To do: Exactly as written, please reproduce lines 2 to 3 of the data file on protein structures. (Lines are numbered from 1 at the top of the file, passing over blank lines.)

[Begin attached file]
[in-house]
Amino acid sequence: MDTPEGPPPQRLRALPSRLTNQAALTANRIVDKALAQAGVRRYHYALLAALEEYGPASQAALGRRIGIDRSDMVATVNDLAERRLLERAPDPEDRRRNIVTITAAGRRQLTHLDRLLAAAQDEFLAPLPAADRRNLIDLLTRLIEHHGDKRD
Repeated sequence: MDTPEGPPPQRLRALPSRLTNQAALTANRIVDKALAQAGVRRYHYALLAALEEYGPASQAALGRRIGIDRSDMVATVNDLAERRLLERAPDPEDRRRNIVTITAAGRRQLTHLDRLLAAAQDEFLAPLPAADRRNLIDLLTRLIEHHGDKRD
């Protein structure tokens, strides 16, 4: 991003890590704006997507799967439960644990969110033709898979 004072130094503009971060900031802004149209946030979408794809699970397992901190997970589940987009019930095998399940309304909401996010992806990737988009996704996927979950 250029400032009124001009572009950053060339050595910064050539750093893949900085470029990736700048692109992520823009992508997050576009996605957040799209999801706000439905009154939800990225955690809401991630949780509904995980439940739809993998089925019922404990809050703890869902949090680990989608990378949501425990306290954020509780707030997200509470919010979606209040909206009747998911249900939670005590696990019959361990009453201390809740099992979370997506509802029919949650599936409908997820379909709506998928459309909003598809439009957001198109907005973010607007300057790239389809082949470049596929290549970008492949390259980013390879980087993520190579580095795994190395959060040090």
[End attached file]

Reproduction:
Amino acid sequence: MDTPEGPPPQRLRALPSRLTNQAALTANRIVDKALAQAGVRRYHYALLAALEEYGPASQAALGRRIGIDRSDMVATVNDLAERRLLERAPDPEDRRRNIVTITAAGRRQLTHLDRLLAAAQDEFLAPLPAADRRNLIDLLTRLIEHHGDKRD
Repeated sequence: MDTPEGPPPQRLRALPSRLTNQAALTANRIVDKALAQAGVRRYHYALLAALEEYGPASQAALGRRIGIDRSDMVATVNDLAERRLLERAPDPEDRRRNIVTITAAGRRQLTHLDRLLAAAQDEFLAPLPAADRRNLIDLLTRLIEHHGDKRD